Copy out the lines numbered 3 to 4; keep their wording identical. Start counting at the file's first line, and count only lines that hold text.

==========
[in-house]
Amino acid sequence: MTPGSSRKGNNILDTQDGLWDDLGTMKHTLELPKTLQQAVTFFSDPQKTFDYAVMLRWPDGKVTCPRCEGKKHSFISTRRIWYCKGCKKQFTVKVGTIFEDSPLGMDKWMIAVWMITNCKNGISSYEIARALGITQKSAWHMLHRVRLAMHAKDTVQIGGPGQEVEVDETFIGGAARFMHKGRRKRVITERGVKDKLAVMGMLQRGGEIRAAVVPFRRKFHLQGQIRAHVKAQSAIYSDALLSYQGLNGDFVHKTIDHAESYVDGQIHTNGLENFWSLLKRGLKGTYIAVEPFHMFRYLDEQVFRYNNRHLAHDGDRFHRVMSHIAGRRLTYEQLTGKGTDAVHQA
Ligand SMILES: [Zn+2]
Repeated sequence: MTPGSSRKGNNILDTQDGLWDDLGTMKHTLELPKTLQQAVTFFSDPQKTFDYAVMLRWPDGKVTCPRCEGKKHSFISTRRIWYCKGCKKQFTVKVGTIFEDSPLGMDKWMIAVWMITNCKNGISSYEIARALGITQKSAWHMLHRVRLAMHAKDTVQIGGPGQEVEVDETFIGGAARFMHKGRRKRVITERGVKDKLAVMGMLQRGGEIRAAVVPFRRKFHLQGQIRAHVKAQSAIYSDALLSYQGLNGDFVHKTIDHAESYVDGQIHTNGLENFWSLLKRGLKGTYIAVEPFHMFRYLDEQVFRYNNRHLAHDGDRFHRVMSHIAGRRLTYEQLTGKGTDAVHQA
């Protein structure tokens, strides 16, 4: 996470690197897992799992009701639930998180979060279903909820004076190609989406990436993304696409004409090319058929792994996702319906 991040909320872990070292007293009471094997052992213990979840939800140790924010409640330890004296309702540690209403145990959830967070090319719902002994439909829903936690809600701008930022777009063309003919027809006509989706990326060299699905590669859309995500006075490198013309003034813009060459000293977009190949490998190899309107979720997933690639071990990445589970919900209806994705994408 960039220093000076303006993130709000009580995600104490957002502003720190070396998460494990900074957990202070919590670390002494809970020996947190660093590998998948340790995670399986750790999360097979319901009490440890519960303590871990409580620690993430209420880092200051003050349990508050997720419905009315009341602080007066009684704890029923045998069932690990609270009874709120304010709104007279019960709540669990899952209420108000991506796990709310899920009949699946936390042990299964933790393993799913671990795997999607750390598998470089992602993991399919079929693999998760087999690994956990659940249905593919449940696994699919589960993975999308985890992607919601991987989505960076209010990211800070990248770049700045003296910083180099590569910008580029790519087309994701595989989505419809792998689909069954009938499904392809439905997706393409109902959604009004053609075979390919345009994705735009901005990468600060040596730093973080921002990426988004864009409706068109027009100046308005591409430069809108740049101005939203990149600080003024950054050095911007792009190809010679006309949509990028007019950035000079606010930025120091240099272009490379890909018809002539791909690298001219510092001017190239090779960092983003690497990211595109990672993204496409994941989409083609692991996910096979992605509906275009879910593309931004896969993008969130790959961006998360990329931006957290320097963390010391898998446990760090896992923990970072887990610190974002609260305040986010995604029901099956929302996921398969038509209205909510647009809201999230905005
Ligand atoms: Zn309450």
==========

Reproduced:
Ligand SMILES: [Zn+2]
Repeated sequence: MTPGSSRKGNNILDTQDGLWDDLGTMKHTLELPKTLQQAVTFFSDPQKTFDYAVMLRWPDGKVTCPRCEGKKHSFISTRRIWYCKGCKKQFTVKVGTIFEDSPLGMDKWMIAVWMITNCKNGISSYEIARALGITQKSAWHMLHRVRLAMHAKDTVQIGGPGQEVEVDETFIGGAARFMHKGRRKRVITERGVKDKLAVMGMLQRGGEIRAAVVPFRRKFHLQGQIRAHVKAQSAIYSDALLSYQGLNGDFVHKTIDHAESYVDGQIHTNGLENFWSLLKRGLKGTYIAVEPFHMFRYLDEQVFRYNNRHLAHDGDRFHRVMSHIAGRRLTYEQLTGKGTDAVHQA